THE KOLEL IN AMERICA (TORAH, POST-GRADUATE)
BOMZER, HERBERT WALLACE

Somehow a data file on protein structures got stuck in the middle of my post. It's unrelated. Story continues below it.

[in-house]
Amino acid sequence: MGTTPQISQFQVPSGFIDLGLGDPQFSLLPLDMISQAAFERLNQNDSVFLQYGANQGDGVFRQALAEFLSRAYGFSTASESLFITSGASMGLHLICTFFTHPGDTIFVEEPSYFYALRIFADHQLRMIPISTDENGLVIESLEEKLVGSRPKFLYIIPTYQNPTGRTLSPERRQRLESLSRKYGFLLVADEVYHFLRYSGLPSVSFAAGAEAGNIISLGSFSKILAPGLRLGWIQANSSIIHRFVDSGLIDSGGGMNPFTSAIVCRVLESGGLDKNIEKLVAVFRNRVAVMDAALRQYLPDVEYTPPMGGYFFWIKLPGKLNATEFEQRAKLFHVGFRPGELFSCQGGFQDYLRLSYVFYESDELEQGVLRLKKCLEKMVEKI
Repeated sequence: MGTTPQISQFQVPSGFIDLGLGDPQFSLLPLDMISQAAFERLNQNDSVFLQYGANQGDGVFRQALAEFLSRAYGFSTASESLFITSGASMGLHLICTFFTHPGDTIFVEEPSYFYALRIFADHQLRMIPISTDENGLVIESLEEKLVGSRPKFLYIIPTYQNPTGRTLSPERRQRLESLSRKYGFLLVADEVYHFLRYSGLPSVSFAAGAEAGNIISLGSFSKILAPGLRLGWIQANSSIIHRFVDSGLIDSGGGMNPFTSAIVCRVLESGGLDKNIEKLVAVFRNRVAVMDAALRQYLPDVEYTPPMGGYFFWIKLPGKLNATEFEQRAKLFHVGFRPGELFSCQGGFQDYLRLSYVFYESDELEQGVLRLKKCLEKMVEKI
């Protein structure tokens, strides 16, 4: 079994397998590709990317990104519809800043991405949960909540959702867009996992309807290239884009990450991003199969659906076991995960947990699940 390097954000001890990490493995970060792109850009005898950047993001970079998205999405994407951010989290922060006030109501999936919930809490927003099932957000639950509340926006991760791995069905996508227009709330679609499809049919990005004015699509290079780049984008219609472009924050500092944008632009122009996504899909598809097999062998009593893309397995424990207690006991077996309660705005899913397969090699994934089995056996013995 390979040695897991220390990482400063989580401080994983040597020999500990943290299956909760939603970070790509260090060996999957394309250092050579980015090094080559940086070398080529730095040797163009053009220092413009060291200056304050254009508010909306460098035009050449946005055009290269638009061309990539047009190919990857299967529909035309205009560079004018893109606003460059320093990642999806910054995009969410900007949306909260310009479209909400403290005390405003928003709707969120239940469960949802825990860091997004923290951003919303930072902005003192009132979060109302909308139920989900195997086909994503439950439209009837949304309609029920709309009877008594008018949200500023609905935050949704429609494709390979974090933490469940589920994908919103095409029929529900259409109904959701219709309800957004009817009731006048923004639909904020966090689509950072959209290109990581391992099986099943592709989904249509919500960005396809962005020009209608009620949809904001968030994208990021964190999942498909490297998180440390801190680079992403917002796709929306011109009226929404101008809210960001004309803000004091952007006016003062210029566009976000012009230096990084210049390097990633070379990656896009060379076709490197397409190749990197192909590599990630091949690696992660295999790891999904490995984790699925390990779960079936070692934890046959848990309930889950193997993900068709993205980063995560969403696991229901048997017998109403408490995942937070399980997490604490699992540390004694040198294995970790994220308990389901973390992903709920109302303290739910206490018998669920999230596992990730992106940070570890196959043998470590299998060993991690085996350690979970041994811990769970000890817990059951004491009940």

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The unit of Jewish education in America which serves as the postgraduate division of many yeshivot as well as an independent institution of higher learning is the kolel. The significance of the kolel for Jewish education makes this study important.;A description of fourteen American kolelim, their structure, program of study, faculties, students, their goals, achievements, and shortcomings has been presented. The subjects are representative of the more than sixty such institutions in America today. They were divided into a typology of four groupings for the purposes of comparison and analysis. Five of the schools with European antecedents are categorized as Lithuanian types. Four are hasidic in nature. Three are termed as "new" because of their individualistic innovative programs. Two are called Community kolelim because their expressed raison d'etre is to involve their students in the Jewish community activities. Their common denominators and individual differences are portrayed.;The data describing fourteen institutions are preceded by two chapters which present the problem, the methodology of the study, and the history of the kolel in Europe prior to the American experience. The last two chapters are devoted to an analysis of the kolelim in this study which draws inferences to enable educators to predict trends in this area of higher Jewish education. A statistical correlation and cross-tabulation study is followed by a summary, observations, and recommendations.;The kolel is a relatively new phenomenon in America which has shown amazing growth and vitality. The research introduces us to the founders of the schools, their history, goals, similarities, and unique features. The surprising outreach programs and the problematic lack of accountability are depicted. The heroic wives of kolel fellows state their opinions.;The researcher suggests that these institutions are the Ivy League schools of higher Jewish education, and that yeshivot should gear their curricula to prepare younger students to be qualified to enter the kolelim in the future. The study depicts the status of the students and faculty, their successes, sacrifices, and future prospects, as well as challenges which face them, the level of scholarship, the demanding intellectual stamina, and the credit deserved by the teachers.